• uvonte reed

    I have rented at this place for 5 years, unfortunately i lost my job and i can’t make rent. Can i use my security deposit for rent. I was laid off unexpectedly.

  • Kevin

    It’s nice to get a landlord’s perspective as a tenant advocate for once. Valuable information that I will be putting to use. Thank you!

  • Burt Silver

    This is a great article about renting apartments! My wife and I are awaiting the completion of our new house, and are trying to find a place to rent for a few months until it is done. I like that you mentioned to ask clearly about deposits or non-refundable fees. You want to make sure you know exactly what you are getting into.

  • Taylor Hicken

    I would probably freak out if I saw any mice in my home, or apartment, I have always been terrified of rodents. While my husband and I are looking for a place to lease, we’ll have to make sure that it’s pest and rodent free. I’m hoping we’ll be able to move in by the end of this month.

  • Diana

    I am going to be looking for an apt at an apt complex. I want to try to go there a few times before signing. I’d like to ask some current tenants questions about their experiences with the landlord/ feelings about living there, but I am not sure what exactly to ask… any suggestions?

  • Brittany Fears

    This was a very informative article!

  • Dino

    I had taken home for lease. Lease agreement is in the name of my sister in law. But the payment is made by both. She has paid half and other half of the amount I have paid. Now due to some family issues my sister in law is asking complete amount. She claims tht she has paid full amount. Were I hve paid half of the amount..My landlord is supporting me. How to go further with this. Because I don’t have any legal documents. It’s oly I gave cash-in my landlord’s home. I m confused wht to do right now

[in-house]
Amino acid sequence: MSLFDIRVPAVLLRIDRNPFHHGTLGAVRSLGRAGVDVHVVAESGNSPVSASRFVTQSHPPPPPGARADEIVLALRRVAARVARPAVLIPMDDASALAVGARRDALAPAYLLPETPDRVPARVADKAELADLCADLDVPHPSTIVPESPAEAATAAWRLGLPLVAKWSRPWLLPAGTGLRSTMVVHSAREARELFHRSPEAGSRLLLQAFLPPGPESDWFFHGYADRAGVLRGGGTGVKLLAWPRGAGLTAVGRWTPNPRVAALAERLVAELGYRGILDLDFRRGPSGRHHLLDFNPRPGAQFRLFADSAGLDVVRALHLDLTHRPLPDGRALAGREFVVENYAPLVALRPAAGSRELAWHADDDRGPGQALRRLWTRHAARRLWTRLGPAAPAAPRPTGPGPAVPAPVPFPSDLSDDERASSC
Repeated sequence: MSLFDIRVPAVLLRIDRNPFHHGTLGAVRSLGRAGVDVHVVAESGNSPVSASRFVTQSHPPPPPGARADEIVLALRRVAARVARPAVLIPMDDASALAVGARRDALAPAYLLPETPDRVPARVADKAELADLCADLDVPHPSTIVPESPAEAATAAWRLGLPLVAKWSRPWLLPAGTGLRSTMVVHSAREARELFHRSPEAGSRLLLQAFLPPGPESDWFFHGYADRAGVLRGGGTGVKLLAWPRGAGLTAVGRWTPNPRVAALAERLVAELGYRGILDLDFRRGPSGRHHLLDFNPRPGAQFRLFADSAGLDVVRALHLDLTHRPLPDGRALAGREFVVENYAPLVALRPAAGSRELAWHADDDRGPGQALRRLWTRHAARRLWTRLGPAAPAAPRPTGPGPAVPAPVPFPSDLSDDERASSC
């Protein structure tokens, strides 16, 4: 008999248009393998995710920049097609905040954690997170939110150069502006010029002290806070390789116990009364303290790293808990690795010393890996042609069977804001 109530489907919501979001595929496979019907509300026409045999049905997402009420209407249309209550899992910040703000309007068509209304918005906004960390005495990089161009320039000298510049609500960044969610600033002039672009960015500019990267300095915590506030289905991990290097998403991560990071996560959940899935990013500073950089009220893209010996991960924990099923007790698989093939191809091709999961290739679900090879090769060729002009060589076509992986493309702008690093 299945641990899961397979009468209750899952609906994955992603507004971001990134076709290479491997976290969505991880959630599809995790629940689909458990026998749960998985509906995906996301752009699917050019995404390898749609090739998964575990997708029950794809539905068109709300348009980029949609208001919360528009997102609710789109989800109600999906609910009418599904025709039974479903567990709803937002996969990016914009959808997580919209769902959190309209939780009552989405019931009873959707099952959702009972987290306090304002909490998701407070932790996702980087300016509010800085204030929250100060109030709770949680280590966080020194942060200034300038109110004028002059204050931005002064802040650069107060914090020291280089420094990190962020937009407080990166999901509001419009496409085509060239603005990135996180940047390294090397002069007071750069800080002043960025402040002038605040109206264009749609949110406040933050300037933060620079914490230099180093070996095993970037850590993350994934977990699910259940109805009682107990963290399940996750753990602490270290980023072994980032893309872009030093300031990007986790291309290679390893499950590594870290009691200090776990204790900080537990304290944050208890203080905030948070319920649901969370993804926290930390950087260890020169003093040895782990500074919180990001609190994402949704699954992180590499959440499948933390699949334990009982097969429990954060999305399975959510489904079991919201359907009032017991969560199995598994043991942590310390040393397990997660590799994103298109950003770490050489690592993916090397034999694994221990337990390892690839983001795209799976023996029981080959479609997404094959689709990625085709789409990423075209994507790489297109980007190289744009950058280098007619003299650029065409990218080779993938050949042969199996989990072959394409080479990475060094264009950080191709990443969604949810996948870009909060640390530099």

• WorriedS

    Hi Lucas, I have a question. I have confirmed with the management company. First they agreed the move in date as 7/15, when I actually wanted 8/1, but however I agreed. Now they have started “upgrading” the apartment, and are delaying sending me the lease- saying that the move in date might actually be 8/1. But they are not sending me the lease. Are they bluffing?

  • Daffy

    Thank you so much… your great effort to write this article is not in vain .. it meanings a lot to those of us who have no clue. And now your article as as informed us how we can handle this situation thank you. your amazing, great blessings to you.

  • Claudia

    Very helpful information. Thank you so much!

  • Pawan Negi

    Thanks for sharing the useful information.
    I asked these questions From Capitalone and Finally Took a Flat on rent in Doha,
    You can Visit them @ capitaloneqa.com

  • Denise Pfister

    Very valuable info… Thank You! But ….
    I have a Question? I have two young boys, and my 10 yr old son has severe asthma. What should we look for or ask about to make sure there are no issues in the dwelling that would adversely affect his ( and our) health?
    Thx